Three major oil exporting terminals in eastern Libya shut down by political protests have restarted, and production blocked by the move has resumed, the chairman of Libya's National Oil Corporation (NOC) said on Sunday.
Local militia on Thursday enforced a 48-hour stoppage to protest against Saturday's election of a national assembly they complain does not adequately represent Libya's eastern region, slated to get 60 of the 200 seats.
The election, the first in a generation in the North African country, went ahead despite violent protests on the day.
The stoppages at El-Sider, Ras Lanuf and Brega shut half of Libya's oil exporting capacity. Production of close to 1.6 million barrels a day (bpd) was also cut by 300,000 bpd as a result of blockages at the terminals.
"Everything is back to normal. Ships are loading and, from last night, some fields have restarted production," NOC Chairman Nuri Berruien told Reuters by telephone. "Hopefully within 24 hours everything will be back to normal levels."
The 48-hour shutdown prevented oil tankers that were ready to sail from leaving ports on Friday, prompting local agents to warn oil companies that vessels scheduled to load crude over the weekend might have to drop anchor until terminals were reopened.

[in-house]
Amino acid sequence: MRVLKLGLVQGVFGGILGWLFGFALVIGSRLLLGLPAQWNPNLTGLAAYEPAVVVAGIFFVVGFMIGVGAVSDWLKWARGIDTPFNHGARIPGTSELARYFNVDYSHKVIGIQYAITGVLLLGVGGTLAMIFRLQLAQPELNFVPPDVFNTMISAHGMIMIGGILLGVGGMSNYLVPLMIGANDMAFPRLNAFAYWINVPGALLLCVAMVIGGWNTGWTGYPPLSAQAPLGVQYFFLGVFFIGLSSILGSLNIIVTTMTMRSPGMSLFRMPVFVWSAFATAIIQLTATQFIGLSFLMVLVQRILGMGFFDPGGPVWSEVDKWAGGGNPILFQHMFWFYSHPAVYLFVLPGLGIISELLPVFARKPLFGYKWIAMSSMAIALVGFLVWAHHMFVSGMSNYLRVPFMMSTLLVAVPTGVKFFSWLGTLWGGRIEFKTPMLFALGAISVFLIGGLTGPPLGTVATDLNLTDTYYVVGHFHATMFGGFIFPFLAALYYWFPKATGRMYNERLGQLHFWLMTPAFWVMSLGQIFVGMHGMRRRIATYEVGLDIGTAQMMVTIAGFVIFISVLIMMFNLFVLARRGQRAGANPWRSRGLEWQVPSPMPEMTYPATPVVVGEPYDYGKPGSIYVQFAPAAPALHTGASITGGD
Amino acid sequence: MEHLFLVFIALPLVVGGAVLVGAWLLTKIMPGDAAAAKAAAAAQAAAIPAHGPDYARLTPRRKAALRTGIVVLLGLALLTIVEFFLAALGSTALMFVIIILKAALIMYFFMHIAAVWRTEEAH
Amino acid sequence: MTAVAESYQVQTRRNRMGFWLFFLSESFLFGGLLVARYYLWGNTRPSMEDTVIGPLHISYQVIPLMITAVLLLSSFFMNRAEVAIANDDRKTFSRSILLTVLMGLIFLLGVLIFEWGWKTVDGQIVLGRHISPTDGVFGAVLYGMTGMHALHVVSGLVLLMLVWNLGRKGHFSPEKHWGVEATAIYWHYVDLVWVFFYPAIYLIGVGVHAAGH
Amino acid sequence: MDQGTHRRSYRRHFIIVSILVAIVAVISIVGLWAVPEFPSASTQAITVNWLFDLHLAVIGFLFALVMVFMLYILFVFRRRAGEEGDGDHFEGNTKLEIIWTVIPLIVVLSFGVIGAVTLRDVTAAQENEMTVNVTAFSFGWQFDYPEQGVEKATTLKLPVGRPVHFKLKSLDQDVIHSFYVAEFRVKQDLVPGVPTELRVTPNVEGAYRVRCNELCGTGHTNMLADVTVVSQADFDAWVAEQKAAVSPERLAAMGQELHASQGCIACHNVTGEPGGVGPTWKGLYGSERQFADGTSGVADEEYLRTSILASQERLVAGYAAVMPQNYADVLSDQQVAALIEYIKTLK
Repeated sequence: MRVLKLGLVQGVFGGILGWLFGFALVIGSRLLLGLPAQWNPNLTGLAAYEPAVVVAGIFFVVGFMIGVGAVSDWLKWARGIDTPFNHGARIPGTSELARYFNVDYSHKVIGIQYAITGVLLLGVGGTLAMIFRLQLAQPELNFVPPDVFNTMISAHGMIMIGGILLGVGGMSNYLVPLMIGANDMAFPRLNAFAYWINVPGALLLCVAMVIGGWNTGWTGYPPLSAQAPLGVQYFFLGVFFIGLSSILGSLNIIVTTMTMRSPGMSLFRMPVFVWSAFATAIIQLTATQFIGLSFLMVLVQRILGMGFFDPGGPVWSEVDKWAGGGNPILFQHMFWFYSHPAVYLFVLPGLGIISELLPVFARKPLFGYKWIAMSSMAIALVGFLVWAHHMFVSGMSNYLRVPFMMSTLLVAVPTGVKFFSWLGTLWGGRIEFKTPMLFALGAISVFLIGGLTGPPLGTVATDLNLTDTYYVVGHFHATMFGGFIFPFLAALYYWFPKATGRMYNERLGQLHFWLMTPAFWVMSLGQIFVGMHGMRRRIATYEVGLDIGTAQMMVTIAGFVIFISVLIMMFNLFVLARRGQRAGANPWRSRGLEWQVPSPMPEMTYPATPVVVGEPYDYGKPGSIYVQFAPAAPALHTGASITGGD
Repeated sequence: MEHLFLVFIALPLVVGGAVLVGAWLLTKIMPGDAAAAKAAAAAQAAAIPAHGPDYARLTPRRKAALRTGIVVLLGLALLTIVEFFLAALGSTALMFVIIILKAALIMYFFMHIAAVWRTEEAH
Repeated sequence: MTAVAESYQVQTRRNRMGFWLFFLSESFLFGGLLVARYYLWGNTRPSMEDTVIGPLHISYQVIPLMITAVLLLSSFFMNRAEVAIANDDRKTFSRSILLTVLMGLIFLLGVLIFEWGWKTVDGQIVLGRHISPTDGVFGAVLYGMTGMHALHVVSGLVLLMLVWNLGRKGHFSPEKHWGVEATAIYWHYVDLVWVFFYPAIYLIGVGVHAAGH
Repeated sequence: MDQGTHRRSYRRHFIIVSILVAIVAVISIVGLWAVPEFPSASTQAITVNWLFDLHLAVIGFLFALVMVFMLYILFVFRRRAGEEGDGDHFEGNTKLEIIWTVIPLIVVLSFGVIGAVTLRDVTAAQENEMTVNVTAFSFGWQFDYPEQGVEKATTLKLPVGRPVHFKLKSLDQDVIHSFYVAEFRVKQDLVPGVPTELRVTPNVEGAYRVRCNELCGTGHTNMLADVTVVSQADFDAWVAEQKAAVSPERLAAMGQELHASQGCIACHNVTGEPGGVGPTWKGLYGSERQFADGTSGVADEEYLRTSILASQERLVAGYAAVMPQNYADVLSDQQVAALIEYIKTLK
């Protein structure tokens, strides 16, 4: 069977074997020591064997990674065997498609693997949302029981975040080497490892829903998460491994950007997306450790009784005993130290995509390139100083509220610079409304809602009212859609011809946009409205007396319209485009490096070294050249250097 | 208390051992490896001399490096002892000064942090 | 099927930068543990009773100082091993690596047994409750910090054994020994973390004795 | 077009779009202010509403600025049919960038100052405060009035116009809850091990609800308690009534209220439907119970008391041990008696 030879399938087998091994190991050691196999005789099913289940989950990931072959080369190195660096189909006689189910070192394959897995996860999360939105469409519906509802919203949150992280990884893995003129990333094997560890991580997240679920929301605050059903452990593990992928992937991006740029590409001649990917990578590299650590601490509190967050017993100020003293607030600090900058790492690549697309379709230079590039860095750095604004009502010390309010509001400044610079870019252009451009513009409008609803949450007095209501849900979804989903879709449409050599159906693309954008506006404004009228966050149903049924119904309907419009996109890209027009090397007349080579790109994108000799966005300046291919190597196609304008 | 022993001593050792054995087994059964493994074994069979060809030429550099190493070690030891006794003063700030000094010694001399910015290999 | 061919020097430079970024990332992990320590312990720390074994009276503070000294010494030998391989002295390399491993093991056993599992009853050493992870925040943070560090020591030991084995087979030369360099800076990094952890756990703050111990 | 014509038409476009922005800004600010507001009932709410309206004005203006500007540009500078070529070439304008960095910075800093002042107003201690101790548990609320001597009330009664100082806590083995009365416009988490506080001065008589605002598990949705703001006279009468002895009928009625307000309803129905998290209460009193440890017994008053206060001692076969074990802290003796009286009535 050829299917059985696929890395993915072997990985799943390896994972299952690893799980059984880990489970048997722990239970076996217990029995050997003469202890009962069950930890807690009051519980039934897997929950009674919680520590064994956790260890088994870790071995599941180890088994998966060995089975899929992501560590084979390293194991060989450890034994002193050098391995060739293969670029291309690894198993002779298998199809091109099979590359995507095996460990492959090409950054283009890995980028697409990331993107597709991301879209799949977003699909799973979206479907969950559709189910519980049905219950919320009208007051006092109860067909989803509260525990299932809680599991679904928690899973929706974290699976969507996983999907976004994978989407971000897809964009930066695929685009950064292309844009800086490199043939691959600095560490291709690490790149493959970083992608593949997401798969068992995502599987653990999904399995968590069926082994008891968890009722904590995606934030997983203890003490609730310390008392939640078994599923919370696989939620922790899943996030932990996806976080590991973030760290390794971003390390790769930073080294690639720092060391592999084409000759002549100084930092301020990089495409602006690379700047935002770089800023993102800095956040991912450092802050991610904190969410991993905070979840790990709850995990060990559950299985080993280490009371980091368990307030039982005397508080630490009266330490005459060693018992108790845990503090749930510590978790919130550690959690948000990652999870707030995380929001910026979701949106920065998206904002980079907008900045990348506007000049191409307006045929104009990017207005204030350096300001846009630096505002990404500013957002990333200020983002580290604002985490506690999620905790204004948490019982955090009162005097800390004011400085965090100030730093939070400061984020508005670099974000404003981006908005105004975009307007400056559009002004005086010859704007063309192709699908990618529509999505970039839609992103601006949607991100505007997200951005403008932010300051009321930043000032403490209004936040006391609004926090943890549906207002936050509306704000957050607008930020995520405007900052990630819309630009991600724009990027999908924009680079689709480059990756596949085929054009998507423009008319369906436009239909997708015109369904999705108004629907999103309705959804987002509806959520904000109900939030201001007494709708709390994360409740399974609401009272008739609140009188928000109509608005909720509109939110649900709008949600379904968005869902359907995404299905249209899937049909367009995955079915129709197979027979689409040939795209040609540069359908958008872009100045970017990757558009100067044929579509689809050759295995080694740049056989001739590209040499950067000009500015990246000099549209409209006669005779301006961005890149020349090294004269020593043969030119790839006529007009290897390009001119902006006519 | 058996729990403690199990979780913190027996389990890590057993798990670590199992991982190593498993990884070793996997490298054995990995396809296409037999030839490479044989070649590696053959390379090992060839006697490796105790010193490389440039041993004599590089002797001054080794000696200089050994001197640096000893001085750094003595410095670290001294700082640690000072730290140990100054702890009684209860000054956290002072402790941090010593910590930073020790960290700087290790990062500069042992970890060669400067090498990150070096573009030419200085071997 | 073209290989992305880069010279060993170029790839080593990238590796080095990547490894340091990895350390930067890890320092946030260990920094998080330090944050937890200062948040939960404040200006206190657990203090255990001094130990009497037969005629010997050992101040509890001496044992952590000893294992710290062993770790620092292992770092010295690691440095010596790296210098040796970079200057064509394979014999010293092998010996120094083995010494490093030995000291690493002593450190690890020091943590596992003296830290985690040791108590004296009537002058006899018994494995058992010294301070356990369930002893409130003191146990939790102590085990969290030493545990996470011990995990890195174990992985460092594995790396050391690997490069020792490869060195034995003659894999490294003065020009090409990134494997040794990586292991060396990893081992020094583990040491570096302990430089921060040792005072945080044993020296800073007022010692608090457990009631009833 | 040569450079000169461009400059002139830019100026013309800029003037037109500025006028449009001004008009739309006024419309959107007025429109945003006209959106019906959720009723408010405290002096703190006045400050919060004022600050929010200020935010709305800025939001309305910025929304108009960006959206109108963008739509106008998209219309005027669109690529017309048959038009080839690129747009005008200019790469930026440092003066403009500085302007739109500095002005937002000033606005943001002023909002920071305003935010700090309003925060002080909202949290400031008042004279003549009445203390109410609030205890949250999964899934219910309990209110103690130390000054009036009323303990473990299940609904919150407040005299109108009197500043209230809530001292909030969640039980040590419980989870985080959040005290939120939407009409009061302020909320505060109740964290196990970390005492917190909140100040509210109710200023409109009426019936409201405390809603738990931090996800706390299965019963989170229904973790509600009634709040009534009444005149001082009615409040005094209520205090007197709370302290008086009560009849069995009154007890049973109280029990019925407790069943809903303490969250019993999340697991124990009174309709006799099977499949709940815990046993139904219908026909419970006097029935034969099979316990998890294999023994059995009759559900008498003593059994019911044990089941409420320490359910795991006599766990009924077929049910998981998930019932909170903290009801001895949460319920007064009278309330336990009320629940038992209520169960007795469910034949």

"This problem is over ... All of the fields that are feeding the terminals are on, some of them from last night, some of them today," Berruien said. Ships had entered the loading area at El-Sider and were ready to start loading, he added.
Libya's east, source of most of the country's oil, was starved of cash during Gaddafi's 42-year rule, and calls for federal rule have been fuelled by long-standing complaints it has been deprived of its fair share of wealth.
A self-proclaimed autonomous council for the oil-rich province called on people in the region to boycott the election, saying it would not give adequate representation to the east.
The anti-election group includes some tribes and disgruntled former rebel forces, analysts have said.
Libya has Africa's largest proven oil reserves. The three ports that closed have a combined export capacity of around 690,000 bpd.
Production has recovered swiftly after grinding to a near halt during last year's uprising against ousted leader Muammar Gaddafi. Exports have exceeded pre-war rates because Libya's largest refinery is still offline, freeing up oil for export.